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Close to 1,200 businesses gathered at the Central Hall in Westminster, London and Malawi, whose delegation included 32 private sector participants, presented four key sectors of agro-processing, infrastructure development, energy and Tourism.

President Mutharika in his address to All Africa Parliamentary Group hosted by Baroness Lynda Chalker and later in a BBC Hard Talk interview with Zainab Badawi, singled out energy as critical to Malawi’s quest to economic independence.

“We are looking at diversifying the energy sector with investment in clean coal plants, renewable projects from solar to windmills and increase some of the hydro potential sites. In five years to come we want to deal with the issue of energy supply and diversify the economy from tobacco to others such as mining, manufacturing and agro-processing. All this can be done with proper energy supply,” said Mutharika.

The summit was presented with variety of energy investment opportunities including the renewable energy supply project by Lilongwe Water Board to enable it pump water under the USD100 million Diamphwe multi–purpose dam project aims at an investment to supply water in Lilongwe Town and the peri–urban areas up to 2045.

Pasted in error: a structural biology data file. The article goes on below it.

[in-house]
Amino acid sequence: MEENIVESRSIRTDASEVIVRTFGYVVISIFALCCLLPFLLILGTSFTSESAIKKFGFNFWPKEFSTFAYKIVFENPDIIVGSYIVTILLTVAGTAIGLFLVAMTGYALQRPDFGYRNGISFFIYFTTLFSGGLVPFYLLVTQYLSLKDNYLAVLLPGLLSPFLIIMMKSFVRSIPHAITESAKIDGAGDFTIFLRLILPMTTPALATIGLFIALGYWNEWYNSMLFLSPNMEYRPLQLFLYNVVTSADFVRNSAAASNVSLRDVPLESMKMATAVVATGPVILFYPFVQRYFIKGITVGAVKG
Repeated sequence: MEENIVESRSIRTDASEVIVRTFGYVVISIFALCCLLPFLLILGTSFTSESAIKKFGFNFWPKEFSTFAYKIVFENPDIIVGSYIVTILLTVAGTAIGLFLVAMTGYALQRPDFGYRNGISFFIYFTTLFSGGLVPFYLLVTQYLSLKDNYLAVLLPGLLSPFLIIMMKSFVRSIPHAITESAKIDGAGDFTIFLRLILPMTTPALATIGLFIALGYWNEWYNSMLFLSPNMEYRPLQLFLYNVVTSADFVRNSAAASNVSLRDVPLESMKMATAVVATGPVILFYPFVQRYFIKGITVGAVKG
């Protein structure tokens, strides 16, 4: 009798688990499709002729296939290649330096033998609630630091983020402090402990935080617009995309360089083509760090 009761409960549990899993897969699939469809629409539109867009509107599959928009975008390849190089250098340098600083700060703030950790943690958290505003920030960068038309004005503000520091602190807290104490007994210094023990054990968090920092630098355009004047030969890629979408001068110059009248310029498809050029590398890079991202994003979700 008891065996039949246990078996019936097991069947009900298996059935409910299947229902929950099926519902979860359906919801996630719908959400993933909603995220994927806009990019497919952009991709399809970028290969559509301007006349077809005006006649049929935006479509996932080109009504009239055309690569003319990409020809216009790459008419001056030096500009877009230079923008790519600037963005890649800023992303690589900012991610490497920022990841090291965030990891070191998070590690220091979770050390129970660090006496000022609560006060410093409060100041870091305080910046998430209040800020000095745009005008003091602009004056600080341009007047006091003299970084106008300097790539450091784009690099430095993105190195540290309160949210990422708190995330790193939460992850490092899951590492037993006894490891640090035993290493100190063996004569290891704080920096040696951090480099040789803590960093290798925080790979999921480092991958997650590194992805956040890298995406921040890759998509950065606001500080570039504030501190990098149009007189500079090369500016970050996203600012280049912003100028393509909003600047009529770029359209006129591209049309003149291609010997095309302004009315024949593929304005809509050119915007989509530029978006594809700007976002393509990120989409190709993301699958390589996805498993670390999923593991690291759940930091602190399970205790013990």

The Dam Construction with reservoir capacity of 134 million cubic meters, will supply Malawi’s growing economic and political hub, that will include, Water Treatment Plant Construction, 246,000 m3/day, Transmission Pipeline Installation from Diamphwe, about 30 km long and even Irrigation provision for capacity to irrigate up to 1000 hectares.

The Malawi Housing Corporation attracted investors to its United Nations Complex unit with 1000 housing units estimated to cost USD100 million apart from expanding its current housing units base.

The Tourism sector saw Country Wide Hotels sale its concept of new resorts, while Nkhotakota Milling Company was seeking investment to expand its rice production and processing capacity.

The President capped the summit when he told the 1000 plus businesses, that Malawi was open for business and it had started working on developing appropriate skills on young generation to support any type of investment that would come to Malawi.

“Malawi can be independent if we get a fair deal in trade. Pay us the right prices, let us add value to our products,” argued the President, citing the buyer dictated pricing systems as having seen Malawi lose 8 percent of its tobacco revenue in 2014/2015 growing season.

The final event was when Mutharika the signing of a solar power agreement with the United Kingdom (UK) Government through International Development Minister Nick Hurd on the sidelines of Global African Investment Summit in London. Minister of Energy Bright Msaka signed on behalf of Malawi Government. The agreement is aligned to Sustainable Development Goal and will see two Governments work closer to power up solar across the country in a bid to transform people’s lives.

Africa still has a huge energy deficit and up to USD450 billion worth of investment potential in the sector.Malawi’s industrial development is dependent on the availability of electricity. One cannot speak of mining, commercial agriculture and food security, ICT, or even health and education without energy. Electricity is, in very significant ways, a requirement for Malawi's socio-economic development